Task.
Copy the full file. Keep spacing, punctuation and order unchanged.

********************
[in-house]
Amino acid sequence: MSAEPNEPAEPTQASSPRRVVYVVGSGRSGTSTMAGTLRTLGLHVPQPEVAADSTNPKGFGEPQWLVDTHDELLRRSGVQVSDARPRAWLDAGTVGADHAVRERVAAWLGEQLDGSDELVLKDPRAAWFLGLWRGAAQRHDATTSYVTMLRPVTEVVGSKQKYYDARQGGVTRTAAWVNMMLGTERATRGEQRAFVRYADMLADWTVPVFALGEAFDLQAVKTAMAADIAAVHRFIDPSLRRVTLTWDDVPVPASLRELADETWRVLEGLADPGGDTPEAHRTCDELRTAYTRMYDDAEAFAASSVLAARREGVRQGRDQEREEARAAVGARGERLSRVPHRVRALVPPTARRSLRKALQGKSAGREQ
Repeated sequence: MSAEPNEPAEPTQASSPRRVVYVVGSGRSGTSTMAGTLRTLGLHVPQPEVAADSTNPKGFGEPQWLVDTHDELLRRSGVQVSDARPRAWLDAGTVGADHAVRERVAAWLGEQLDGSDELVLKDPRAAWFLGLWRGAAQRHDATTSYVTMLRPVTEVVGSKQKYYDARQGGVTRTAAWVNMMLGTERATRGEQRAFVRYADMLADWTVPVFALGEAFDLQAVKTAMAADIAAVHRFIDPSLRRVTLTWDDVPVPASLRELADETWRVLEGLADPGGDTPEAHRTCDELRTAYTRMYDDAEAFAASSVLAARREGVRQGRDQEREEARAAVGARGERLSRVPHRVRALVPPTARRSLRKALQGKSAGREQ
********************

[in-house]
Amino acid sequence: MSAEPNEPAEPTQASSPRRVVYVVGSGRSGTSTMAGTLRTLGLHVPQPEVAADSTNPKGFGEPQWLVDTHDELLRRSGVQVSDARPRAWLDAGTVGADHAVRERVAAWLGEQLDGSDELVLKDPRAAWFLGLWRGAAQRHDATTSYVTMLRPVTEVVGSKQKYYDARQGGVTRTAAWVNMMLGTERATRGEQRAFVRYADMLADWTVPVFALGEAFDLQAVKTAMAADIAAVHRFIDPSLRRVTLTWDDVPVPASLRELADETWRVLEGLADPGGDTPEAHRTCDELRTAYTRMYDDAEAFAASSVLAARREGVRQGRDQEREEARAAVGARGERLSRVPHRVRALVPPTARRSLRKALQGKSAGREQ
Repeated sequence: MSAEPNEPAEPTQASSPRRVVYVVGSGRSGTSTMAGTLRTLGLHVPQPEVAADSTNPKGFGEPQWLVDTHDELLRRSGVQVSDARPRAWLDAGTVGADHAVRERVAAWLGEQLDGSDELVLKDPRAAWFLGLWRGAAQRHDATTSYVTMLRPVTEVVGSKQKYYDARQGGVTRTAAWVNMMLGTERATRGEQRAFVRYADMLADWTVPVFALGEAFDLQAVKTAMAADIAAVHRFIDPSLRRVTLTWDDVPVPASLRELADETWRVLEGLADPGGDTPEAHRTCDELRTAYTRMYDDAEAFAASSVLAARREGVRQGRDQEREEARAAVGARGERLSRVPHRVRALVPPTARRSLRKALQGKSAGREQ